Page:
Reportage / 30 January 2019

What’s So Super about the Super Bowl?

On Sunday, February 3, Super Bowl LIII, the championship game of the United States’ National Football League, will be played in Atlanta and broadcast to around 100 million viewers.

My first American football game turned out to be Super Bowl LI (the Roman numeral LI stands for the 51st edition of the game), the annual finale of a minority sport in which teams from only one country take part. The New England Patriots of Boston are the favourites against the Atlanta Falcons. 

We attend a public viewing of the game – with kids – at a Methodist church. There are posters on the wall next to the TV set: ‘Jesus is our Saviour’ and ‘His name is Jesus’. They provide this information as reassurance; Christians always harbour a little doubt about their dogmas. 

For supper, there are greasy little meatballs with pretzel sticks. The boss (the priest? the custodian?) is genuinely friendly. Does he sense I’m an unbaptised atheist, a virgin, so to speak? Will I have to join his sect after the final whistle? Worried, I remember an American acronym: TANSTAAFL! ‘There ain’t no such thing as a free lunch!’

I’m sure I’ll never convert to the American religion of Football, with its impenetrable set of rules. True, this violent sport offers some tactical finesse, but no sooner do things get moving than they come roaring to a stop. Pretty soon, Atlanta has a pretty good lead. ‘The advertisements are so bad’, says my older child, ‘they’re all about fighting ... R-rated advertisements’!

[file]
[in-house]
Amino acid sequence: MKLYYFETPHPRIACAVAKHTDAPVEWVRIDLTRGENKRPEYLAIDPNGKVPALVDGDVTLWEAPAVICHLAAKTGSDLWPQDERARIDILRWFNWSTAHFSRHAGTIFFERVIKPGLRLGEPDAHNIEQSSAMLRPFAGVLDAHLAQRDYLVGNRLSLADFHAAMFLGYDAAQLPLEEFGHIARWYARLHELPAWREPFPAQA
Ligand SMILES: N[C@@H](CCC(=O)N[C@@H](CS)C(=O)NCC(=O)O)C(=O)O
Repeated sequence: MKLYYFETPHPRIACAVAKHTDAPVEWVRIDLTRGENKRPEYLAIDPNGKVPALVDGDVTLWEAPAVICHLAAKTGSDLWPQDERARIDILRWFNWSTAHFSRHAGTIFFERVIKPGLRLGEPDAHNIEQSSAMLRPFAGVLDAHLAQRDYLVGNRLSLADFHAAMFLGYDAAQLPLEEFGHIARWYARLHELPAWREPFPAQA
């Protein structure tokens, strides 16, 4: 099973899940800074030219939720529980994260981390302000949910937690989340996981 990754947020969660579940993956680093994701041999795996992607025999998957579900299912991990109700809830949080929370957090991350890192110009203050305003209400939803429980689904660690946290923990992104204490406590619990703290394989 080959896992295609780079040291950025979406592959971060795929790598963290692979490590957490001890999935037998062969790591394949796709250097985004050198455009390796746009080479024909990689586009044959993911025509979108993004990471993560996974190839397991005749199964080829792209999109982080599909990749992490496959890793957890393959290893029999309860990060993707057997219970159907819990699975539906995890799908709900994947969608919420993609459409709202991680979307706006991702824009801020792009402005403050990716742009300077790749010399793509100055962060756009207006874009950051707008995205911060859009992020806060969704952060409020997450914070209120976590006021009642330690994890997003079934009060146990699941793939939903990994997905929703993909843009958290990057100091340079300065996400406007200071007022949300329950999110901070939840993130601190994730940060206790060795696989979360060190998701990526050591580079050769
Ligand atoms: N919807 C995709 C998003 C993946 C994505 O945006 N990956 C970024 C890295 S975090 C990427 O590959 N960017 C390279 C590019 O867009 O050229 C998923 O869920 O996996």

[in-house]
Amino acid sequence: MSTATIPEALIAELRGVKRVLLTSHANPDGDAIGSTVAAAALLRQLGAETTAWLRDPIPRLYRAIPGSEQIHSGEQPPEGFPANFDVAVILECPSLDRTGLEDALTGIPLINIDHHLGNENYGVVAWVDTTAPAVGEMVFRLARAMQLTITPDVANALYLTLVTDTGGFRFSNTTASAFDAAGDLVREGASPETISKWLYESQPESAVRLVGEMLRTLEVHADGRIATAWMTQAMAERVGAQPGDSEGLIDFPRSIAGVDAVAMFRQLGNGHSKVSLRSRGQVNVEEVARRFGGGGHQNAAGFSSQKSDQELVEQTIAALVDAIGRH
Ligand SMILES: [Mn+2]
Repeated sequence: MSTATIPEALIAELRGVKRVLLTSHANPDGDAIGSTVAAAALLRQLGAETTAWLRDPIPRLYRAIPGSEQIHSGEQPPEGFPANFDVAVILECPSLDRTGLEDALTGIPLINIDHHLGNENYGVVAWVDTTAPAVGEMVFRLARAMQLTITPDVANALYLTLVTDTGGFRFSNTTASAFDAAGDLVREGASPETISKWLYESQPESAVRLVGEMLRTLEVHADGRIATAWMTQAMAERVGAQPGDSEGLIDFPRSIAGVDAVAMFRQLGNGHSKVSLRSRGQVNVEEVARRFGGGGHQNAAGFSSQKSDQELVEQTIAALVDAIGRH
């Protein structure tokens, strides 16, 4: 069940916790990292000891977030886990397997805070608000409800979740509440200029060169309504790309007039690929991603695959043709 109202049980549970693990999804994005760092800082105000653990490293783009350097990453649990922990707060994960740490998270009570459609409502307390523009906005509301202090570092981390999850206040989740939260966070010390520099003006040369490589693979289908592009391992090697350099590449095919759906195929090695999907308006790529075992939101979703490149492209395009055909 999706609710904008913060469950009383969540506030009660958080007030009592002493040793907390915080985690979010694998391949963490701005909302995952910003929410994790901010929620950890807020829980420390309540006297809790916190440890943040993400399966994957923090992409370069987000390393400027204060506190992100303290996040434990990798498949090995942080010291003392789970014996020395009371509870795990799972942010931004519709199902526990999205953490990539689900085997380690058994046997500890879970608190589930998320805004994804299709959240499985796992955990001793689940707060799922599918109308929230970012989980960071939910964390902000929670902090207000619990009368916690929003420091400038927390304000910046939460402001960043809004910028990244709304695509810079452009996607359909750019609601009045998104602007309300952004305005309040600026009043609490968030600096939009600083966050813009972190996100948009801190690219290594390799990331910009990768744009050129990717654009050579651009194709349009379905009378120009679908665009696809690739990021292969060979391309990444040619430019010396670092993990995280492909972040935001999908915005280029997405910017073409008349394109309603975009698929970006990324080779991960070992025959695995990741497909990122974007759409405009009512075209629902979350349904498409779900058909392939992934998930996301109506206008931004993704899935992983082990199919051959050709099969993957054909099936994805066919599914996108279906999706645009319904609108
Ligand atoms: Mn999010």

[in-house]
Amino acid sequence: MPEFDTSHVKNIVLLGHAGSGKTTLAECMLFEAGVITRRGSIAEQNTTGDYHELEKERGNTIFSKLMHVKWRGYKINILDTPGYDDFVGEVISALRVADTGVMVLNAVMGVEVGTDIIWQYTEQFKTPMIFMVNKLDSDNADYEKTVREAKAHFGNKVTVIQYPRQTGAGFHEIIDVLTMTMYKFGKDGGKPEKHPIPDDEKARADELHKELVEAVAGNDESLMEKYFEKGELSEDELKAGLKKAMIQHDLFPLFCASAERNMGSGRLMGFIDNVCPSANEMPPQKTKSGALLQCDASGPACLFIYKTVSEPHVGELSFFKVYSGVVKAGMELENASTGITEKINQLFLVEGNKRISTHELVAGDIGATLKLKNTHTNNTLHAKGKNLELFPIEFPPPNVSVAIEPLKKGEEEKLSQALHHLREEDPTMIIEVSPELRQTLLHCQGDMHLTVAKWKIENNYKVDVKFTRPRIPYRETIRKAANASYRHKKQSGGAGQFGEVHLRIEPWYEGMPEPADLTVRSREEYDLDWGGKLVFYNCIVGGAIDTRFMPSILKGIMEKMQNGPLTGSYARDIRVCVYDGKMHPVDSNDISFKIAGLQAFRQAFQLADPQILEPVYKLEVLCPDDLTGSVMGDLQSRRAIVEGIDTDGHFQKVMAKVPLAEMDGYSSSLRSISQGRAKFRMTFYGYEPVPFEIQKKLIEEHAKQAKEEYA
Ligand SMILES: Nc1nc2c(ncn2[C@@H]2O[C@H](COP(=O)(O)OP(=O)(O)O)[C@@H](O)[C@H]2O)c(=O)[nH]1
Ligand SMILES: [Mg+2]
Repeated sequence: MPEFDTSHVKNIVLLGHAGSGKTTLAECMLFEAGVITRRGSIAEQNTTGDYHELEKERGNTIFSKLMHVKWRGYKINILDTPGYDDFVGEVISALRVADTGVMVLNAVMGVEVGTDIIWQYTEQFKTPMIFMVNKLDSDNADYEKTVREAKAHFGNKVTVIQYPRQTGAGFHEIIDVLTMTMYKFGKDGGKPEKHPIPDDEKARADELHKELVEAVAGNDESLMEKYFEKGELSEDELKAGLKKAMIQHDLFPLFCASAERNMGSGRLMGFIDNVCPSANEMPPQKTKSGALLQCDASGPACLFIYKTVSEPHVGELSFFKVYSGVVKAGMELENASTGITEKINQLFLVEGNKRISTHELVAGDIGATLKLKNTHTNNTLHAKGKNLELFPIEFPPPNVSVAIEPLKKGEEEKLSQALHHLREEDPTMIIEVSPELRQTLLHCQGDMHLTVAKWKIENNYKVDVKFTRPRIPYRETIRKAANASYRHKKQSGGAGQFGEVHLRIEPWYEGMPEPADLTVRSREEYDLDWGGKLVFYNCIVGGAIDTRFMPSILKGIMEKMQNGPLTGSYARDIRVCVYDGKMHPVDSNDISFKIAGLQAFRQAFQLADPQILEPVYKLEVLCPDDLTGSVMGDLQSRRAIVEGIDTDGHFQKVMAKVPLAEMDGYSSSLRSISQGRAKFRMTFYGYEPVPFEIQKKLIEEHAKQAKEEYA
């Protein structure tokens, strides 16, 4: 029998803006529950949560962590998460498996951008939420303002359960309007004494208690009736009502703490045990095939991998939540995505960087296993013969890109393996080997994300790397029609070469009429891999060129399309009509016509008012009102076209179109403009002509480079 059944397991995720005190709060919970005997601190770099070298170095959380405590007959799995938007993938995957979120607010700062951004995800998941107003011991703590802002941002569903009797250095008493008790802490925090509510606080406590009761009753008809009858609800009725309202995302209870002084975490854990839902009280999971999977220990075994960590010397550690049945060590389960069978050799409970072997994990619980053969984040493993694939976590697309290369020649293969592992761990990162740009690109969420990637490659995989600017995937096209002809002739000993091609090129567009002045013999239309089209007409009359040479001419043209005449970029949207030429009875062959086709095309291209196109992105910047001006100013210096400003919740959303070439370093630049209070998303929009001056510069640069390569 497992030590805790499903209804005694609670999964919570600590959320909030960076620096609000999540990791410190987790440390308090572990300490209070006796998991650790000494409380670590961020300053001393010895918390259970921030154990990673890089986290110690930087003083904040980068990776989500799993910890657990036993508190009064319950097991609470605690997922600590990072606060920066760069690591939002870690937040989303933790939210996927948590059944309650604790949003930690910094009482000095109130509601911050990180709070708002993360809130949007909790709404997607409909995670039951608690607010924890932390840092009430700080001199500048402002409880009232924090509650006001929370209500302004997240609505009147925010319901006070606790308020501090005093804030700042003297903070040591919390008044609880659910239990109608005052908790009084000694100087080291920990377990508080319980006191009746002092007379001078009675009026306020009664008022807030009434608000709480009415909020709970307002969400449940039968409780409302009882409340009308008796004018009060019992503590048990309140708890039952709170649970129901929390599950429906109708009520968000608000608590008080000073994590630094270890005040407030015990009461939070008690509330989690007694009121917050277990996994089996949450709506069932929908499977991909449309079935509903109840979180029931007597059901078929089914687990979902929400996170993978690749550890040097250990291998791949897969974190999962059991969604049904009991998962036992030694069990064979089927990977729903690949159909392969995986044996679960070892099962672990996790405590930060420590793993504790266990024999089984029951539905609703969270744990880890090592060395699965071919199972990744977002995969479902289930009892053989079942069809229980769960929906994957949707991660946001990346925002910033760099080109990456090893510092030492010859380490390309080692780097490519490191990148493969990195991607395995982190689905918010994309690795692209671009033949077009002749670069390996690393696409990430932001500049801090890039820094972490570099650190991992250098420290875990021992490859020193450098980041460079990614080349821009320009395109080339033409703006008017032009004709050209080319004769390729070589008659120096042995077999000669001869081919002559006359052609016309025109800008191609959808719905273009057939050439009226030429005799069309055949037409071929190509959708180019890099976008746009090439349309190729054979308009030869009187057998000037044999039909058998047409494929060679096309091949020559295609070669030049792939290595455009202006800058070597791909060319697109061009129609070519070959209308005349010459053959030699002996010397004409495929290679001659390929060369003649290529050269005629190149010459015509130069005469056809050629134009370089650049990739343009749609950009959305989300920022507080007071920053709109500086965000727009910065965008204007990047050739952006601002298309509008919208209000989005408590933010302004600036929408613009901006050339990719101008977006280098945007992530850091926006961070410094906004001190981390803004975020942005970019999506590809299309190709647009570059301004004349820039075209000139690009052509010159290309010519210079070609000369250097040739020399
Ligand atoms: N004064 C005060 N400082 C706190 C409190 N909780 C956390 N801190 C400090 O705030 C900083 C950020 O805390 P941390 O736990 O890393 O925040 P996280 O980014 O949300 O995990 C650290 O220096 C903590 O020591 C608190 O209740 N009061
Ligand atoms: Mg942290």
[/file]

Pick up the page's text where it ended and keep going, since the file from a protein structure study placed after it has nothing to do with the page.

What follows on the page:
The half-time intermission has its own name. It’s called the “Alfa Romeo Halftime”, but nobody laughs at this. Lady Gaga is performing. There was some speculation that she’d criticise the president, but she turns in a well-behaved show: ‘We’re here to make you feel good tonight!’ There are 41,000 tweets per minute – we are informed – with the word ‘Gaga’ in them, a Gaga world record! 

My younger boy falls asleep. In the third quarter, my weary older boy observes: ‘I don’t think anybody can make it all the way through a game this long ... or not very many people, anyway ‘... 

The Methodists let us go without giving us a sermon or asking for a contribution. No one forces me to join the church. The boss tells me I’m welcome anytime. (A guy like that can just tell you’re a virgin!)

Back home, I nod off several times during the Patriots’ historic comeback. They win 34-28 in overtime. ‘Absolutely stunning’! Not to me. Bayern Munich, Real Madrid, or Barcelona always win in the end, too. 

My friend Alex K., who lived for a long time in Boston, comments in an email: ‘I thought the truly American sports (football and baseball) were really boring until I learned that you can’t view these games like a European soccer match, where there’s constant action. You need to have a book or a newspaper, something to eat, maybe you play with the kids a little, fold the laundry, and on the side, you watch the game. The seconds of actual play are insignificant compared to the time outs, breaks, and commercials’. 

Translated by Geoffrey C. Howes

Excerpted from Martin Amanshauser, Die Amerikafalle. Oder: Wie ich lernte, die Weltmacht zu lieben (The America Trap, or How I Learned to Love the Superpower.) Vienna: Kremayr & Scheriau, 2018.


Martin Amanshauser

is an Austrian author, travel writer and translator. His latest book is called Typisch Welt, 111 Geschichten zum weiter Reisen (2016).